Microsoft’s latest Windows 10 feature update is now available to the public. Should you install the update, or should you wait? What happens if you wait too long? And why did the options to defer updates disappear from Windows 10 Settings?

Those are all good questions without easy answers.

The rules and tools for controlling these big feature updates used to be fairly simple. That’s no longer true; unfortunately the formula for feature updates now feels more like a midterm exam in differential calculus.

When will Microsoft offer you a new feature update? When should you install that update? Before you can solve either problem, you need to calculate several variables. Let’s go through the list.


This is the most important variable of all.

As it has since the dawn of the Windows 10 era, Microsoft reserves its full set of update management features for business editions. And in a relatively new wrinkle, the end-of-service date (the date when Microsoft stops supplying updates for a version) has a major impact on when feature updates are automatically installed.

  • Home  You can’t automatically defer any updates, but you can pause all updates for up to 35 days. On versions that have not yet reached their end-of-service date, feature updates are offered but are not installed automatically.
  • Pro  Paying for the upgrade to Pro edition (and the relatively new and extremely rare Pro for Workstations edition) unlocks a handful of business-related features, including the ability to set deferral policies for both quality updates and feature updates. You can set these Windows Update for Business policies using the Windows 10 Settings app (in versions 1909 and earlier) or by applying Group Policy (the only option as of version 2004).
  • Enterprise or Education  These editions offer the same tools for managing updates as Windows 10 Pro. The major difference that’s relevant to this discussion is a longer servicing support schedule: 30 months for the H2 versions, compared to a fixed 18-month servicing support period for Home and Pro editions and the the H1 release of Enterprise edition.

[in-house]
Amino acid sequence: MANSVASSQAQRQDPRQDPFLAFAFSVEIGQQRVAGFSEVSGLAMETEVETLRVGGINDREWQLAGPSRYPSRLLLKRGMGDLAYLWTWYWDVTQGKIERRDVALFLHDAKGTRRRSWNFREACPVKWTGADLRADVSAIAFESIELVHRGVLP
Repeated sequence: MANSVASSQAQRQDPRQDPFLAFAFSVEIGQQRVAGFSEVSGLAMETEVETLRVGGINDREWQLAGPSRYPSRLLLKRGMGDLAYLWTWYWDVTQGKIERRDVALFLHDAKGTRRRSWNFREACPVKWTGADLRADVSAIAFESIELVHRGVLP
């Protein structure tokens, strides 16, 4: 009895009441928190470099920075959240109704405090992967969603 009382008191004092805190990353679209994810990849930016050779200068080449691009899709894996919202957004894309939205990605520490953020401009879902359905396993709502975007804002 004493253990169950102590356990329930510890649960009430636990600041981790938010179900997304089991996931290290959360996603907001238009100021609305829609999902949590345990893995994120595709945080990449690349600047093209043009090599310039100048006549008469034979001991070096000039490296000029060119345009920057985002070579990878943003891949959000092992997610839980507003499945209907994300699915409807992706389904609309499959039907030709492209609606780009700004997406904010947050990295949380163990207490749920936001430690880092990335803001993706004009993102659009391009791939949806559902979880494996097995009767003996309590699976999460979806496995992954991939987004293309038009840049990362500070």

To check which edition is running on the current system, click Start, type settings:about in the search box, and press Enter. That opens the Settings > System > About page, where you’ll find your Windows edition and version information under the Windows Specifications heading. Make a note of that version information; you’ll need it in the next section.

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In the “Windows as a Service” era, Microsoft releases a new version of Windows 10 every six months. For all updates through the first half of 2020, the major version, corresponding to each one of those semi-annual feature updates, was expressed as a four-digit number in the format yymm. That number indicates the year and month in which the current version was finalized. Version 1909, for example, was completed in September 2019.

Beginning in the second half of 2020, that numbering system changes slightly. The yy portion remains, identifying the year in which the update was released, but it’s followed by H1 or H2, indicating whether the release is from the first or second half of the year. The October 2020 Update, version 20H2, is the first to use this nomenclature, with 21H1 and 21H2 on deck for next year.

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